A Nutritional Plan of Attack

From arugula and Swiss chard to romaine and spinach, leafy vegetables are a great source of fiber, vitamins, minerals and phytonutrients that protect against heart disease, diabetes and cancer. They prevent damage from free radicals, stopping chronic inflammation and the associated diseases in their tracks, as well as cell deterioration and the age-related decline that comes with it. Plus, they help to keep skin youthful and radiant thanks to their collagen-promoting vitamin C and their vitamin A/beta-carotene content, which also aids in the inflammation battle and calms the redness surrounding a skin flare-up. And greens assist your liver in its detoxification process—so if you’ve had a couple cocktails, a few too many refined foods or been in a smoky room, these are the foods to help “undo” the damage. In fact, greens like kale and bok choy are two of the few foods that actually assist the liver in both phases of its detoxification process, so they’re superstars when it comes to ridding the body of toxins.

If salads are feeling so 2014 for you, there’s a new way to get your greens and reap all these benefits (and it’s a lot more appealing than a mound of steamed greens on the side of your plate). It’s easy, delicious and even breakfast-friendly—it’s a green smoothie. After all, many greens become undetectable when combined in a smoothie and they take just seconds to transform. And what better way to start your day than with a simple, nourishing breakfast that packs in greens? Here are some pointers for making the most of your smoothies and easy, at-home ways to get your nutrients.

Create your own green smoothie by following these green-smoothie basics. (If you simply want to try a green smoothie recipe that’s tried, true and delicious, make one of the recipes below by blending the ingredients together.)

  1. Start with your greens: Typically a few large fistfuls (about 2 cups) will do the trick. Spinach is one the mildest greens and is hardly detectable, but all greens, including kale, romaine and even parsley and mint are fantastic additions. Try a variety of greens and see what you like best.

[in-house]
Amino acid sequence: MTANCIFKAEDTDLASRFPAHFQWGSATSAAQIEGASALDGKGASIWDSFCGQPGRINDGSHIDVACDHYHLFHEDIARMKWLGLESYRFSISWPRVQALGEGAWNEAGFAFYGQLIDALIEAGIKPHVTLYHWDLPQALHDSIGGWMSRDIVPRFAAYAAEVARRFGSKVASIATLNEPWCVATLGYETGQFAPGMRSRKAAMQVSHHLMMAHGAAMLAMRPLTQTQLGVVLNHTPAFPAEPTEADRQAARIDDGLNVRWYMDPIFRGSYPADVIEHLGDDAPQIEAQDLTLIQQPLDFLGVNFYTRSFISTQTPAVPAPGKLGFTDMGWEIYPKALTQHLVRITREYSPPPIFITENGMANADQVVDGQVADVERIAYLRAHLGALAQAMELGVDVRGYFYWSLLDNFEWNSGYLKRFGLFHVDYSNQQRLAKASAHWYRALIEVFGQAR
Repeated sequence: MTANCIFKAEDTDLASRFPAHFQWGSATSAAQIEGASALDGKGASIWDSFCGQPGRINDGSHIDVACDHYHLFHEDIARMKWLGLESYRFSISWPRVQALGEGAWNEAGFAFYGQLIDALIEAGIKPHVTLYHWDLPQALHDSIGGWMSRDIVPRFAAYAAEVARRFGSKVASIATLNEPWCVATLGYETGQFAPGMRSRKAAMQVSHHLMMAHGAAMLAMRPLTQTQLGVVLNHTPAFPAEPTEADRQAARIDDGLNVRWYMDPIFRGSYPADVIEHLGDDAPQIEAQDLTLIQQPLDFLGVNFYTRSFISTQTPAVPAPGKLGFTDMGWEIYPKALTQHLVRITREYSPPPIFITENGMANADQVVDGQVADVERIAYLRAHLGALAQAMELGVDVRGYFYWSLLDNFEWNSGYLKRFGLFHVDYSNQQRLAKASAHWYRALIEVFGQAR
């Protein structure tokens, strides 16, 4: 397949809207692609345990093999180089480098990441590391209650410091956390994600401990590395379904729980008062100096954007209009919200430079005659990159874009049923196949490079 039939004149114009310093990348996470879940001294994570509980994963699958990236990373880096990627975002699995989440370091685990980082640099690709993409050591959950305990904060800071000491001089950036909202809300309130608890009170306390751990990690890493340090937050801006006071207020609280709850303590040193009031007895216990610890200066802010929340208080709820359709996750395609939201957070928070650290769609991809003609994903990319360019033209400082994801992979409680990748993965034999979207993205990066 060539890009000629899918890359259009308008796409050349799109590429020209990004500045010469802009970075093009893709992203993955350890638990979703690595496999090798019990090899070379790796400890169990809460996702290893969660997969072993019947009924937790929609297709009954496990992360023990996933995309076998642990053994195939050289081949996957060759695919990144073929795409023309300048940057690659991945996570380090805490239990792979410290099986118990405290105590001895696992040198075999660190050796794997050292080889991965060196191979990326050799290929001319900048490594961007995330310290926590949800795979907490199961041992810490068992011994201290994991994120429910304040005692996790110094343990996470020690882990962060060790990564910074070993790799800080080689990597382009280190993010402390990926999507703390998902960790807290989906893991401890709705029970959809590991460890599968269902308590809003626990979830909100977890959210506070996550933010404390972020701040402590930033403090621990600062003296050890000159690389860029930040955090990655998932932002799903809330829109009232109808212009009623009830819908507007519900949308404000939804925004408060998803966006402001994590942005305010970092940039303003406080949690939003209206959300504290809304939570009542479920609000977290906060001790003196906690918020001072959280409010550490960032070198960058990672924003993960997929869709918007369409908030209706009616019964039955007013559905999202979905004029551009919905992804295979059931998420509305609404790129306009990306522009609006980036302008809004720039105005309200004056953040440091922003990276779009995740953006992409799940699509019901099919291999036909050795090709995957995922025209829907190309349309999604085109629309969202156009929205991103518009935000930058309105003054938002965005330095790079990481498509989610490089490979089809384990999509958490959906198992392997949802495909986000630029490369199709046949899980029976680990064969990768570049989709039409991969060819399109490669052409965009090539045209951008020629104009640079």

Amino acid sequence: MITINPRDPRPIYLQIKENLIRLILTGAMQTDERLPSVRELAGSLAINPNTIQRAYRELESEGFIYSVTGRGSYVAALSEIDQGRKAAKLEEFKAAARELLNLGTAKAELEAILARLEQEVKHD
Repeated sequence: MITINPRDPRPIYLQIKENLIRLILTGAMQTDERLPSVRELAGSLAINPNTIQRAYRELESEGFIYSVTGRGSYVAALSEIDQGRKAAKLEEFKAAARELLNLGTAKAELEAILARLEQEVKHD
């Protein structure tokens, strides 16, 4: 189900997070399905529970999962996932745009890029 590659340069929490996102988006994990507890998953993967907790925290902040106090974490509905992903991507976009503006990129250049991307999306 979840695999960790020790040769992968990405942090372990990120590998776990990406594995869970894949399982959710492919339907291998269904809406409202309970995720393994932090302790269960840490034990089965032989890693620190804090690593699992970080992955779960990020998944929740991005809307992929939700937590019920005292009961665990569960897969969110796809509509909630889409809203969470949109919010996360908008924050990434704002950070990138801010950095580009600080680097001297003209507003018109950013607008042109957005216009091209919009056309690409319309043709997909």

2. Add some fruit: Fruits add natural sweetness, fiber and phytonutrients for even more of a beneficial boost to your morning. We prefer to add frozen fruits because they make the smoothie more refreshing and “dessert-like.” One half of an overripe banana is a great addition and adds sweetness—frozen berries are great, too. Frozen pineapple chunks can add a lot of sweetness with just a few pieces, but most fruits work well. The key is to keep the fruit portions in check (about half the portion or less, compared to the green) to keep the calories from getting too high.
  3. Add your protein/“satiety factor”: Think Greek yogurt, nuts or nut butters, hemp seeds or a scoop of protein powder. One to 2 tablespoons of a nut or seed adds nutrients and healthy fat—but stick to just that portion (about six to eight nuts), as the calories from nuts add up quickly and could cause your smoothie to contain a lot more calories than you bargained for. (Note: If you skip the protein, you’ll need to eat a source of protein with your smoothie to keep you satiated and your energy levels up.)
  4. Add liquid: Add anywhere from 1/2 to 1 cup of either water, unsweetened nut milk or coconut water to make your smoothie. Unsweetened vanilla almond milk adds a nice flavor boost.